Throughout history, there's always been a perfectly good reason to start a war. Never more so if it is over a 'strategic' piece of old rock in the middle of nowhere. It is after all every citizen's right to bear arms to defend what they consider to be their own. Even if it isn't. And in such pressing circumstances, you really shouldn't let small details like the absence of an army or indeed the money to finance one get in the way of a righteous fight with all the attendant benefits of out-and-out nationalism...
Reviewed on 6th February 2022
My loosely focussed Discworld re-read has reached Jingo, a novel which I don’t think I was sure about the first time, but did enjoy on second reading.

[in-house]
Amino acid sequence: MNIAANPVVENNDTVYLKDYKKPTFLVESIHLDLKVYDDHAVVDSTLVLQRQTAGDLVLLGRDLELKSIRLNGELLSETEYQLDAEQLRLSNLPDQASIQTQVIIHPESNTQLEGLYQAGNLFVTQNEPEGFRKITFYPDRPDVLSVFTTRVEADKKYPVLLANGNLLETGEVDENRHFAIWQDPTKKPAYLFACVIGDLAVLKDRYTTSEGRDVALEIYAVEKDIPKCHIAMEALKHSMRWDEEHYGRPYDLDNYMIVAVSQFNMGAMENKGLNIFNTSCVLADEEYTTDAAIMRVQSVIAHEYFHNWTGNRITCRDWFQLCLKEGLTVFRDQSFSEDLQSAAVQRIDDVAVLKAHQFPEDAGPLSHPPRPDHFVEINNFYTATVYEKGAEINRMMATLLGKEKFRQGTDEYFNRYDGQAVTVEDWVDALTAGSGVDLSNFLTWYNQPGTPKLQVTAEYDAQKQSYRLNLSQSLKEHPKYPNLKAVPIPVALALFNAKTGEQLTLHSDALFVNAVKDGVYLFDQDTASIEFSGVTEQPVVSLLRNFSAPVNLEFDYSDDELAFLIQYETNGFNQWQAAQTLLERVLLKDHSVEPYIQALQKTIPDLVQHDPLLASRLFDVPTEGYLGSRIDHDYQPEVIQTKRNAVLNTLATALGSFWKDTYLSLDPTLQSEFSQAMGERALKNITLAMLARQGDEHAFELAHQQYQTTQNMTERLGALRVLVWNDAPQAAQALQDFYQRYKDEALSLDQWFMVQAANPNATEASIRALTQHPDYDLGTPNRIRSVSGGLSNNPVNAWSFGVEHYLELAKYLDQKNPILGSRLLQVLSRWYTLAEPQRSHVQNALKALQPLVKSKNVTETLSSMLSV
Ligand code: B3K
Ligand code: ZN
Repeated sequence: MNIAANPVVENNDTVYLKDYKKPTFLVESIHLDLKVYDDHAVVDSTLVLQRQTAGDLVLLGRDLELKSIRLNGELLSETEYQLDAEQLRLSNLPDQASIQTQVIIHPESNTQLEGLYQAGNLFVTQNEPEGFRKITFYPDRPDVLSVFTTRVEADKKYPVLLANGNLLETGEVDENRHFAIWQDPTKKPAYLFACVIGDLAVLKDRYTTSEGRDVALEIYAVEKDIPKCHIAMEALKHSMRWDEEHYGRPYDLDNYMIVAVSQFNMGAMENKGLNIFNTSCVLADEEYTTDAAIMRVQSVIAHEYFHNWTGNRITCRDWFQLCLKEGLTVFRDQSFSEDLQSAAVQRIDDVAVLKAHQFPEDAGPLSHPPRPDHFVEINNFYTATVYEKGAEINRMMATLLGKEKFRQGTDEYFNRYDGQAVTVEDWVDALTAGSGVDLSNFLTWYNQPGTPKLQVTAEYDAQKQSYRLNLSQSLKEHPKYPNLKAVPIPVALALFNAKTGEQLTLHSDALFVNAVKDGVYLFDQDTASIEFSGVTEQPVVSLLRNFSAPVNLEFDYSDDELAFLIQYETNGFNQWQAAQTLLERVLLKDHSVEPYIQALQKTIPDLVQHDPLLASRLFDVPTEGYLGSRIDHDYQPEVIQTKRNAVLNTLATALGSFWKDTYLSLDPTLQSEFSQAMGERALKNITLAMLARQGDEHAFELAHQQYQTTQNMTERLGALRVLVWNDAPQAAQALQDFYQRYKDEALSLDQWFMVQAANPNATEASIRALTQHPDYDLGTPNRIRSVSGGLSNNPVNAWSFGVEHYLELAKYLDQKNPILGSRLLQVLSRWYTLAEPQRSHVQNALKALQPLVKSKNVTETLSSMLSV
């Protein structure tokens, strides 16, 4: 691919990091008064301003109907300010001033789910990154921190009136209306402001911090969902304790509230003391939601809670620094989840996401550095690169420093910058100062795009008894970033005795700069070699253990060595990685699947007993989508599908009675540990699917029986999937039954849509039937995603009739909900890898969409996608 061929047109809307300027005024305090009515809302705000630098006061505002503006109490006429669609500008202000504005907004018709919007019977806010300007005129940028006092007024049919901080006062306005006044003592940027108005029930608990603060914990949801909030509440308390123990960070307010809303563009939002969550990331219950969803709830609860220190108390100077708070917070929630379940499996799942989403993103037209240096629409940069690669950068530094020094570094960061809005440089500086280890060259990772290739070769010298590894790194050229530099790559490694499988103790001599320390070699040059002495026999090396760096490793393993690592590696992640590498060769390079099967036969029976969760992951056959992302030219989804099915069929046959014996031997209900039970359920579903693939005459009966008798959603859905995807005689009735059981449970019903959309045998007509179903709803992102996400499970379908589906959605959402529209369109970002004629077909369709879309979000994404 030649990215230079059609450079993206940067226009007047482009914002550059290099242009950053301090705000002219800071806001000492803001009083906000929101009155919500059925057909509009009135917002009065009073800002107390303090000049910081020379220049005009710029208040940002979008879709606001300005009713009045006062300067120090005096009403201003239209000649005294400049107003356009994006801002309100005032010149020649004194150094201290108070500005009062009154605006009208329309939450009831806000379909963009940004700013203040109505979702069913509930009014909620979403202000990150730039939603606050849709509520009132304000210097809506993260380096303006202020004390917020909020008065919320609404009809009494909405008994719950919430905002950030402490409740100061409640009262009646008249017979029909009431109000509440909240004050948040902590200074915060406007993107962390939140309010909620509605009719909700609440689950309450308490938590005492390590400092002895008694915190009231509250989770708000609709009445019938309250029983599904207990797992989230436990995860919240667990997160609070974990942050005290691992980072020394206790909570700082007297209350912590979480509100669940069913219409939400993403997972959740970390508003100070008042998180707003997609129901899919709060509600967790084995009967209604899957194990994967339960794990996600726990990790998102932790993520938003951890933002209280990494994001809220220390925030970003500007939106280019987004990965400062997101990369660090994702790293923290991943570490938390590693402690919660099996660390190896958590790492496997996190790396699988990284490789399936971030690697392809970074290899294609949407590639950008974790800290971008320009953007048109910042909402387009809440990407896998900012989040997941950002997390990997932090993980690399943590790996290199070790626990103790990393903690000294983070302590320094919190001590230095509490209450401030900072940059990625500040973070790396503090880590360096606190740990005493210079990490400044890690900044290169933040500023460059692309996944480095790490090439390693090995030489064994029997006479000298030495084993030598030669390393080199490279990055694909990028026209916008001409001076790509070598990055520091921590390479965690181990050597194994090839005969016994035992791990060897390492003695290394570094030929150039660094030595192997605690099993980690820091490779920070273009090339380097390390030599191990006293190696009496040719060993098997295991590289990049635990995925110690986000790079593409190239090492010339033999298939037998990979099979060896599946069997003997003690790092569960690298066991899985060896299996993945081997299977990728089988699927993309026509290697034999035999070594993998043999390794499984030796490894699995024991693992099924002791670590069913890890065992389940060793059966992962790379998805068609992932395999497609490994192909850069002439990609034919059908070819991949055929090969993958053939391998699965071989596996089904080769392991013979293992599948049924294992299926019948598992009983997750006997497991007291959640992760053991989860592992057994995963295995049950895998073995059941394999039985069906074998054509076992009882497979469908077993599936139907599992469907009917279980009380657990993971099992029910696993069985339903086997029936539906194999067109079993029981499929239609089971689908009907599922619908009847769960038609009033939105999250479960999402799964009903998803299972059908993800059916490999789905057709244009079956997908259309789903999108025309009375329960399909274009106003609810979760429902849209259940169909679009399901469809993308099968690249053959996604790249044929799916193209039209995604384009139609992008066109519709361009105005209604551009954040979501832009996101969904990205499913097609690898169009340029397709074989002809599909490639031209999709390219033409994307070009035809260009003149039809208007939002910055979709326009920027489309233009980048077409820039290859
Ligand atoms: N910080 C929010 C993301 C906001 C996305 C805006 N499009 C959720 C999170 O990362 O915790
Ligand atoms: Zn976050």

Pratchett’s wit and insight into the human condition fill the pages, nothing here is more glorious than the character interactions, particularly between Colon and Nobbs, and it’s amazing how much is subtly communicated to the reader just in the dialogue.
I think where this one suffers a little is in the plot. It’s more complicated I think than many Discworld novels, with multiple layers of plot lasagne’d together in such a way that I’m not sure I really know what’s at the bottom.
But it does do well at holding up a mirror to roundworld, and pointing out the absurdities of war, property, and international relationships, while also condemning racism, a theme that runs throughout Pratchett’s work.